6. A very minor point, the cartridge case for the 77 mm could not have come from a howitzer as these have very short cases with low propellant power, unless I'm mistaken, the case came or was modified from the case of the obsolescent 3" anti-aircraft gun (3" 20 cwt). In turn this case came from the 3.3" field gun of WWI necked down to 3" and lobbing a 16 lb shell, this was the first purpose designed British AA gun. By WW2 it was being replaced by the 3.7" gun and found use as an emergency anti-tank gun in anti-invasion defences, as an anti-tank gun on a monstrous box-like casemate on a Churchill chassis (100 made, never used) and by the RN on Steam Gun Boats and other small craft. Shell cases are made by stamping and extrusion, this requires a lot of expensive dies made from high-grade tool steel, so it always makes sense to try to use an existing design or modify slightly such a design rather than re-design a new case and make new dies. The 40 mm anti-tank Vickers S gun fitted to Hurricane Can Openers also used an existing shell case from another Vickers 2 lb gun designed for a completely different purpose. The same goes for calibers, if you are making a 3.7" anti-aircraft gun it makes perfect sense to use the same caliber for something else, not that you are necessarily going to use bits of one to make the other (like on the small numbers of 95 mm tank howitzers), but because all your drilling and boring tools are already extant, as well as the gauges etc. Also projectiles are made on automatic lathes, these will already have been set up and calibrated for that size. This is why you get a proliferation of 75 mm and 88 mm in German service and 3", 3.7" etc. in British service. It's all about economy of scale.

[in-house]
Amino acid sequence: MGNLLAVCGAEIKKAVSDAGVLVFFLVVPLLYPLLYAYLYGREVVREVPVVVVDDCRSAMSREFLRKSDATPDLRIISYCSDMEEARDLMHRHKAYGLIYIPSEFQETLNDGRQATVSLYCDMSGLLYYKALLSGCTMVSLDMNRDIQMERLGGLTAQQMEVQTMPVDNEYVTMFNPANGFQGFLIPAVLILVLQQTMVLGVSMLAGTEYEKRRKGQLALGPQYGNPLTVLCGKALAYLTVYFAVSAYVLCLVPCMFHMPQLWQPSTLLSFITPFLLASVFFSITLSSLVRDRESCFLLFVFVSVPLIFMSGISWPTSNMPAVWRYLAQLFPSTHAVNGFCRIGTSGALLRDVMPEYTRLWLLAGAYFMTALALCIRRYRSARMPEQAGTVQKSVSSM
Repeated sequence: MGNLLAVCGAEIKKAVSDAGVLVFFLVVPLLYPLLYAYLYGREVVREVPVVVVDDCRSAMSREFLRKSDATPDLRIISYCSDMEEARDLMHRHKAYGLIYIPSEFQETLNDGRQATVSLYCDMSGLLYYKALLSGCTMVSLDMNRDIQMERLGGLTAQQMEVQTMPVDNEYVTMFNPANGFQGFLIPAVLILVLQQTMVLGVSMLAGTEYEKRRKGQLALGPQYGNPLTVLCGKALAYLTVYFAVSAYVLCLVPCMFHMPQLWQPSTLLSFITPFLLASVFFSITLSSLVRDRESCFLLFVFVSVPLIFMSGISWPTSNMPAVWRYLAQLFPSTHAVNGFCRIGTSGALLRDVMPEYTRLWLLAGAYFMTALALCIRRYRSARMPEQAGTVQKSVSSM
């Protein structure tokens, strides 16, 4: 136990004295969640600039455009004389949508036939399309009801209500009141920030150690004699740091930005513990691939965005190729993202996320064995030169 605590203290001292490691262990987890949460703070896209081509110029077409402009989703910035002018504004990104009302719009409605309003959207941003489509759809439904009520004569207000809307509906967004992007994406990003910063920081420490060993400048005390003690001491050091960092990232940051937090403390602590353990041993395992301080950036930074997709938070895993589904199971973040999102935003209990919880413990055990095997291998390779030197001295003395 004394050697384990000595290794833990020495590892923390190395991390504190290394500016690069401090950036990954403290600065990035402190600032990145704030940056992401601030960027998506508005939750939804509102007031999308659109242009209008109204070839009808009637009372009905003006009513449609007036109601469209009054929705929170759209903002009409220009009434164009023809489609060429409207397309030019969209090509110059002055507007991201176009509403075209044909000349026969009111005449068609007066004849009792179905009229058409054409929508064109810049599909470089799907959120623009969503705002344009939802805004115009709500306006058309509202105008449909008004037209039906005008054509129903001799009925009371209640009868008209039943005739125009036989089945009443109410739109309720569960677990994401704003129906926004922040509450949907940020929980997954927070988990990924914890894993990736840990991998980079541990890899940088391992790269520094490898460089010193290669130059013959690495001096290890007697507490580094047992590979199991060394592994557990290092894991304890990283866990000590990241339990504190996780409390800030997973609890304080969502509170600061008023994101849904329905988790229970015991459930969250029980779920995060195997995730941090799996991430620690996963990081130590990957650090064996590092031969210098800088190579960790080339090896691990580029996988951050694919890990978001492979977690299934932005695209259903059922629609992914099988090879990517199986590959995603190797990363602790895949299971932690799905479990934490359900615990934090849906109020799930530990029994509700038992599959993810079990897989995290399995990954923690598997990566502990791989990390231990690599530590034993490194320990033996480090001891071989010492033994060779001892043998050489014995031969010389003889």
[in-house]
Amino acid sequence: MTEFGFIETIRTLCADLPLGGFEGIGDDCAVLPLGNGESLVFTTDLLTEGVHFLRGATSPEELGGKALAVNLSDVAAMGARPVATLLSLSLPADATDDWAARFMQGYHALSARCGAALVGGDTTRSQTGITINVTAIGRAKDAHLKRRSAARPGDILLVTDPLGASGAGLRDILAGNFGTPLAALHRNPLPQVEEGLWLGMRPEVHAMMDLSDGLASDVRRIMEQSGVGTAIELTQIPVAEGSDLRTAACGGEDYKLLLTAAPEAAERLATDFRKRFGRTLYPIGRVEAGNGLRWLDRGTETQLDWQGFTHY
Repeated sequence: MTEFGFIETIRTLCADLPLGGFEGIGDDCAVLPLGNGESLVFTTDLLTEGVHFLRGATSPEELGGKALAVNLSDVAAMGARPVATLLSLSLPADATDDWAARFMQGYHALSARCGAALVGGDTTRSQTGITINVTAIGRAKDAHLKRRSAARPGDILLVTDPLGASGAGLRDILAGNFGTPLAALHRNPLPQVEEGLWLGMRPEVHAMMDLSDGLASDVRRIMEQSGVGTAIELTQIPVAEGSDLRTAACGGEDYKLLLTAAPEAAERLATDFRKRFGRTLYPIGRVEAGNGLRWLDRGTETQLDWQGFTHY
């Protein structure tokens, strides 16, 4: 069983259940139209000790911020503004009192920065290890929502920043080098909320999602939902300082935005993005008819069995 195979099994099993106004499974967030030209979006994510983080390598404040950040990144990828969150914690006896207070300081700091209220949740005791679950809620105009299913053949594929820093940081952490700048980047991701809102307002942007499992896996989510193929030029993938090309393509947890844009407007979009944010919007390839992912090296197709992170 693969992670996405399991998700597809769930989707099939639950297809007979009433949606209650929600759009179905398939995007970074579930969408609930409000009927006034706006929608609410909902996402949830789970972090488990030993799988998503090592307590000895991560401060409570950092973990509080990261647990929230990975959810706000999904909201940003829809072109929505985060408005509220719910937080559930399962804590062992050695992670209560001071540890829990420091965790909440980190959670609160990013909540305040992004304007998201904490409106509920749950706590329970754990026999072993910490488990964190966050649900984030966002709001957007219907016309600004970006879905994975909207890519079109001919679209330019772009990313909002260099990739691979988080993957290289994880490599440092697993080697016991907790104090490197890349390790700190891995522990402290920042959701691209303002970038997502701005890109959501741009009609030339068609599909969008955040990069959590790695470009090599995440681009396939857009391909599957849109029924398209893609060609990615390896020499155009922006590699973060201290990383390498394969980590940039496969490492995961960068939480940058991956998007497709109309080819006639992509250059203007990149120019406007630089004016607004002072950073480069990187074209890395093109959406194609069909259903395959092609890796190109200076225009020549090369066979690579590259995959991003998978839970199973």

7. I have always liked the Comet. It deserves more love. For a long time it was not easy to find a model of the A34, particularly a prebuilt in 1/72. I found one several years ago, and let me just say they weren't giving it away. But I was pleased to find it. A fast, mobile, good looking tank with decent armor and a potent gun. I love Zaloga's "Pershing vs Tiger" book, I wish he, or someone, would do a "Comet vs Tiger" in similar fashion.